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The Neo-Generalist: Where You Go Is Who You Are

4.04  ·  Rating details ·  82 ratings  ·  11 reviews
Have you encountered difficulties describing what you do to other people?
Have you ever labelled yourself in order to be understood?
Is there a difference in the way that a generalist and a specialist can stay relevant?
If you had to design an approach to education fit for the twenty-first century, what would it look like?
How do you live a life of meaning if you live in more
Paperback, 270 pages
Published November 29th 2016 by Lid Publishing
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Hamideh Iraj
Nov 17, 2016 rated it it was amazing  ·  review of another edition
Shelves: management
The book description on Amazon was intriguing enough to convince me to read the book: “Have you encountered difficulties describing what you do to other people? Have you ever labeled yourself in order to be understood?” My answer is a big YES. If your answer is yes as well, do not hesitate to read the book. You will not regret it.

The basic idea of the book is the Neo-Generalists. These people live in different worlds in their private lives (having multiple nationalities, living in different coun
Marko Suomi
Feb 13, 2017 rated it really liked it
A philosophical manifest of holistic curiosity and creativity. It's almost a reference list of really interesting people and ways of working in many contexts. I liked the fact that is is written in such a way that it respects the intelligence of the reader and it's not just repeating one idea several times like too many "business books" do.
Nathan Gilliatt
Jan 30, 2017 rated it it was amazing
This is an unusual book. It's light on the usual structure and explanation, and it's heavy on the stories of the people the writers are trying to understand. If the book's description describes your world, I recommend it. If it doesn't, I don't think you'll like it. Above all, don't expect one of those business books that tells you everything you will learn in the first chapter.

Because of its unusual structure, this is not an easy book to absorb in one pass. It has so many stories, external refe
Feb 27, 2019 rated it it was ok
Shelves: yawn
2 stars for the concept : pretty neat to come up with a label for those who don't like labels (Lol!)
0.5 star for the ease of reading and a plethora of examples to back the case.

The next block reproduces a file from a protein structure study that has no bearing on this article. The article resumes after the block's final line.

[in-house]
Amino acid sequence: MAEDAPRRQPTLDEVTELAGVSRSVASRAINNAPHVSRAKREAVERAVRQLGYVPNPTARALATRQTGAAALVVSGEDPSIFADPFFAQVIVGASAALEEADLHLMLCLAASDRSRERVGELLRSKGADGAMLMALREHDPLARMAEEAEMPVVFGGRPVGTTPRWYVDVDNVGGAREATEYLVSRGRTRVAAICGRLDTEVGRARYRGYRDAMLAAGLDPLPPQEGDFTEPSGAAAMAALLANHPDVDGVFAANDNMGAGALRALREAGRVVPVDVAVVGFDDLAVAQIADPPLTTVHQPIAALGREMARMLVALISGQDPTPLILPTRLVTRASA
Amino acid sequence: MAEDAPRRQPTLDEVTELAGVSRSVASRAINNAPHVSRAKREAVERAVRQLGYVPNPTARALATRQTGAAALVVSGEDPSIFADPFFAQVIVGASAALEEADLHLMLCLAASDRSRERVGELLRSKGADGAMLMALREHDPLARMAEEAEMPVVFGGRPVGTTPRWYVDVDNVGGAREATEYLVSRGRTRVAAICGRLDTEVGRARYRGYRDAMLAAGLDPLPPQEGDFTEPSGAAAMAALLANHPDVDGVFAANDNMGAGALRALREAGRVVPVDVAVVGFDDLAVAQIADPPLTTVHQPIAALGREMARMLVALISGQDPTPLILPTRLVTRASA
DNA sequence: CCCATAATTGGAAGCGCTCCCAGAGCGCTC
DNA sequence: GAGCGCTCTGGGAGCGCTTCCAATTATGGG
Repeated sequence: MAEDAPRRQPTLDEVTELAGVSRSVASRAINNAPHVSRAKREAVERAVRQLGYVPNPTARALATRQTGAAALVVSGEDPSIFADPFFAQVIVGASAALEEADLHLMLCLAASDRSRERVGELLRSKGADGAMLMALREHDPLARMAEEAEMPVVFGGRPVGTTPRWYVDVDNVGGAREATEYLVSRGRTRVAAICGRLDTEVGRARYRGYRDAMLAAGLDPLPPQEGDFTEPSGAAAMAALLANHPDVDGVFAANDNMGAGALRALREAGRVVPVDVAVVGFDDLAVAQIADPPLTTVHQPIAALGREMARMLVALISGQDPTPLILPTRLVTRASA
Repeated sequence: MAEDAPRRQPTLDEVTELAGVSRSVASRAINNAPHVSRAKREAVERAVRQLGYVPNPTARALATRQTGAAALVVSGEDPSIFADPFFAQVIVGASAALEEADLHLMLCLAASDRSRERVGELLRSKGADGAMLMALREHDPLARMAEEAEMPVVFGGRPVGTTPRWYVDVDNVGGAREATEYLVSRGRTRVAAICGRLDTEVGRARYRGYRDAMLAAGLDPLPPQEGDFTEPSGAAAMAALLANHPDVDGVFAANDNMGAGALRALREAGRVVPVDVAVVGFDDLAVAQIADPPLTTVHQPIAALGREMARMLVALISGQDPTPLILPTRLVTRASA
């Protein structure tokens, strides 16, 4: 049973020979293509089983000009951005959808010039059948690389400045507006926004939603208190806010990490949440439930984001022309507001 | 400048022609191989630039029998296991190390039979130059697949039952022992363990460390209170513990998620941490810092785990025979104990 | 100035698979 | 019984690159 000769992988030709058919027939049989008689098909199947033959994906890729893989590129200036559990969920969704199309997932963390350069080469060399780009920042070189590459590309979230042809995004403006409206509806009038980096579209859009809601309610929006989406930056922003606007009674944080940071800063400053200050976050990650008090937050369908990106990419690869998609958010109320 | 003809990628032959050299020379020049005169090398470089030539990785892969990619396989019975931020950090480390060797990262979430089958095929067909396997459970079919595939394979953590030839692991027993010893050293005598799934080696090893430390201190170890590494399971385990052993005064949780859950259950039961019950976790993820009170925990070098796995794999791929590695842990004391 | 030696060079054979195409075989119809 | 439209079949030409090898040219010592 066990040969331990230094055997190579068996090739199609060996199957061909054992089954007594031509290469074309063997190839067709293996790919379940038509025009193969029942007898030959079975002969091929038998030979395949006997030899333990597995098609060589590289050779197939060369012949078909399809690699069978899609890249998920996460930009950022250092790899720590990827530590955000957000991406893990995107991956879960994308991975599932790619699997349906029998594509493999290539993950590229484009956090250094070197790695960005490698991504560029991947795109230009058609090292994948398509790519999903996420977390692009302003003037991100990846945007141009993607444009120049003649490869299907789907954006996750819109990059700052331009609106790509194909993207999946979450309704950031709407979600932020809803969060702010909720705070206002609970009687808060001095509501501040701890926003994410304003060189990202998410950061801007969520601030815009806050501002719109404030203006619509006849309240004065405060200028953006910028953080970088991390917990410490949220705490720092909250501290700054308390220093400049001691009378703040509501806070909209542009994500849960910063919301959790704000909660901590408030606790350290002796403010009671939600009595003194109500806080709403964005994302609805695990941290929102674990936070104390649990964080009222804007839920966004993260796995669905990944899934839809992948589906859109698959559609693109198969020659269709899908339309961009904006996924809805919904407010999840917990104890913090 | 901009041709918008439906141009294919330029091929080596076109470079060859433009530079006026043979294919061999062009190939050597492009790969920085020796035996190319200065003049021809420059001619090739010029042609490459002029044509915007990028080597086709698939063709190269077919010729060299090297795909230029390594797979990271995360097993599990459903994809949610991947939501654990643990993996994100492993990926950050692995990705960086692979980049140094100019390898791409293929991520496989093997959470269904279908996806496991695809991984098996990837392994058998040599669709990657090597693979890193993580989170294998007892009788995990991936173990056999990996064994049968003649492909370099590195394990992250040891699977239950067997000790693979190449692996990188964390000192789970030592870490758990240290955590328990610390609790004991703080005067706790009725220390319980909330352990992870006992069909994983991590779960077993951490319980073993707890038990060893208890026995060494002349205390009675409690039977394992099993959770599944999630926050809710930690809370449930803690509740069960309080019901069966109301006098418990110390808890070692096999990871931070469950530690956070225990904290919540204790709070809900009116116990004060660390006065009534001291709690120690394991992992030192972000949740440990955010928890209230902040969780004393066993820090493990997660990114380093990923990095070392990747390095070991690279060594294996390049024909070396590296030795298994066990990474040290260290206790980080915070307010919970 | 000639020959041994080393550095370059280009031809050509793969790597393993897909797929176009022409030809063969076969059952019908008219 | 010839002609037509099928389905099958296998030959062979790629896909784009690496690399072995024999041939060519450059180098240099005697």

And that's all. It isn't an enlightening book, doesn't offer much scientific explanations for the why. Just various Venn diagrams and repetitiveness of how binary the world is and it's just not fair to the neo-generalists. Sheer black and white narration, coming from those writing about greys, didn't go down well with me
Jun 25, 2018 rated it really liked it
An absolutely fascinating review of the changing dynamic of the spectrum of specialization. Written with thoughtfulness and strong prose. A book that has helped me make sense of myself and given me a platform from which to speak regarding the value of generalism in an changing world. That being said, the book could have done a better job exploring the generalist of yesterday and emphasizing the absolute need of deep specialization. It felt somewhat bias towards its own thesis at times.
Matias Koskinen
The book was a somewhat confusing read; but I did find myself from some parts of the neo-generalist description.

This is for those who find it hard to label themselves—and it is hard for others to label them. Which is tough in this specialism-oriented environment. It was great to see how others with neo-generalist tendencies have contributed in the world.
Jul 07, 2017 rated it it was amazing
Shelves: owned-books
A dense book that makes the case for people who shift between generalism and specialism by drawing for a myriad of real life cases and (literary) references. It doesn't provide you with one big truth, yet it invites you to make the concept and knowledge your own
Aug 04, 2018 rated it liked it
states the obvious
Theodore Kinni
Mar 18, 2017 rated it really liked it
Good read--thoughtful, erudite, inspirational. Never devolves to sound bites. Seems like a terrific career model for these times
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Kenneth Mikkelsen is a writer, speaker, business adviser and learning designer. He helps leaders and organisations adapt to the shifting nature of the world. Kenneth is the co-founder of St. Martin's School for underprivileged children in Cameroon. He is a Peter Drucker Society Associate. Kenneth lives in Frederiksberg in Denmark.

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9 likes · 1 comments
“people. It is this ability to reframe, to see problems and opportunities from multiple perspectives, to understand if not agree with different points of view, that is inherent in the neo-generalist. If you live in more than one world, you tend to see in more than one way.” 0 likes
“This was Edison’s legacy.” 0 likes
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